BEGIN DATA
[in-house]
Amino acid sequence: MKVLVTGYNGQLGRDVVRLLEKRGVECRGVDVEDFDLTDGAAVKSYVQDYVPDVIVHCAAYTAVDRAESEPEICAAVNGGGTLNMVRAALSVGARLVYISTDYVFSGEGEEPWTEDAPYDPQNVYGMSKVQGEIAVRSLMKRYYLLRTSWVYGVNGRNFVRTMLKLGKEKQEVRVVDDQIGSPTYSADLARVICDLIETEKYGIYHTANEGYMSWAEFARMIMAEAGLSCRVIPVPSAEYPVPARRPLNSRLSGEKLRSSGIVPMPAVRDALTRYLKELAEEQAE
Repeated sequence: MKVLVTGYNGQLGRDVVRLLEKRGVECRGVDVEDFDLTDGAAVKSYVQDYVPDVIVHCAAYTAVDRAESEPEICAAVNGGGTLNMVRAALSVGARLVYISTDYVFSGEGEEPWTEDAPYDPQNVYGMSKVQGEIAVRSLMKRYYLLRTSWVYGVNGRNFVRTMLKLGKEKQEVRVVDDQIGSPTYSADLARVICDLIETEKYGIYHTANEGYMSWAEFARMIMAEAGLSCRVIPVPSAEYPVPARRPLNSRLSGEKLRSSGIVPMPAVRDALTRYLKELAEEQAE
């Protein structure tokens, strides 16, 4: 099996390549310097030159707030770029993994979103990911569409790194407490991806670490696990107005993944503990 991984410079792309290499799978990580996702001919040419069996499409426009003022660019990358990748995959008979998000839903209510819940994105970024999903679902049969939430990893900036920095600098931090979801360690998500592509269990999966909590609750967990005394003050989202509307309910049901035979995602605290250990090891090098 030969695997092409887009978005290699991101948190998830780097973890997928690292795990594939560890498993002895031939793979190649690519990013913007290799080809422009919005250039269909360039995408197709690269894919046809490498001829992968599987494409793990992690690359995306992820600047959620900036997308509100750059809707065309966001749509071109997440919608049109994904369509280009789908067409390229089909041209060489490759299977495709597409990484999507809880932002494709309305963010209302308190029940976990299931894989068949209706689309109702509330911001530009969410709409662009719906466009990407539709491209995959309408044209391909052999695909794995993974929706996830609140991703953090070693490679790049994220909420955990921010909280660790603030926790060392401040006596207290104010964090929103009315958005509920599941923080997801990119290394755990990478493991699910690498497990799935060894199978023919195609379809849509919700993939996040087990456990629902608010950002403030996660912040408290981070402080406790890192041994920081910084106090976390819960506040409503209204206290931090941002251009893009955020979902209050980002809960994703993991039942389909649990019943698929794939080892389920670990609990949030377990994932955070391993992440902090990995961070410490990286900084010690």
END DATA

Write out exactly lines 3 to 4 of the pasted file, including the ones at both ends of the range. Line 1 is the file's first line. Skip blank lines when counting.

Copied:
Repeated sequence: MKVLVTGYNGQLGRDVVRLLEKRGVECRGVDVEDFDLTDGAAVKSYVQDYVPDVIVHCAAYTAVDRAESEPEICAAVNGGGTLNMVRAALSVGARLVYISTDYVFSGEGEEPWTEDAPYDPQNVYGMSKVQGEIAVRSLMKRYYLLRTSWVYGVNGRNFVRTMLKLGKEKQEVRVVDDQIGSPTYSADLARVICDLIETEKYGIYHTANEGYMSWAEFARMIMAEAGLSCRVIPVPSAEYPVPARRPLNSRLSGEKLRSSGIVPMPAVRDALTRYLKELAEEQAE
């Protein structure tokens, strides 16, 4: 099996390549310097030159707030770029993994979103990911569409790194407490991806670490696990107005993944503990 991984410079792309290499799978990580996702001919040419069996499409426009003022660019990358990748995959008979998000839903209510819940994105970024999903679902049969939430990893900036920095600098931090979801360690998500592509269990999966909590609750967990005394003050989202509307309910049901035979995602605290250990090891090098 030969695997092409887009978005290699991101948190998830780097973890997928690292795990594939560890498993002895031939793979190649690519990013913007290799080809422009919005250039269909360039995408197709690269894919046809490498001829992968599987494409793990992690690359995306992820600047959620900036997308509100750059809707065309966001749509071109997440919608049109994904369509280009789908067409390229089909041209060489490759299977495709597409990484999507809880932002494709309305963010209302308190029940976990299931894989068949209706689309109702509330911001530009969410709409662009719906466009990407539709491209995959309408044209391909052999695909794995993974929706996830609140991703953090070693490679790049994220909420955990921010909280660790603030926790060392401040006596207290104010964090929103009315958005509920599941923080997801990119290394755990990478493991699910690498497990799935060894199978023919195609379809849509919700993939996040087990456990629902608010950002403030996660912040408290981070402080406790890192041994920081910084106090976390819960506040409503209204206290931090941002251009893009955020979902209050980002809960994703993991039942389909649990019943698929794939080892389920670990609990949030377990994932955070391993992440902090990995961070410490990286900084010690």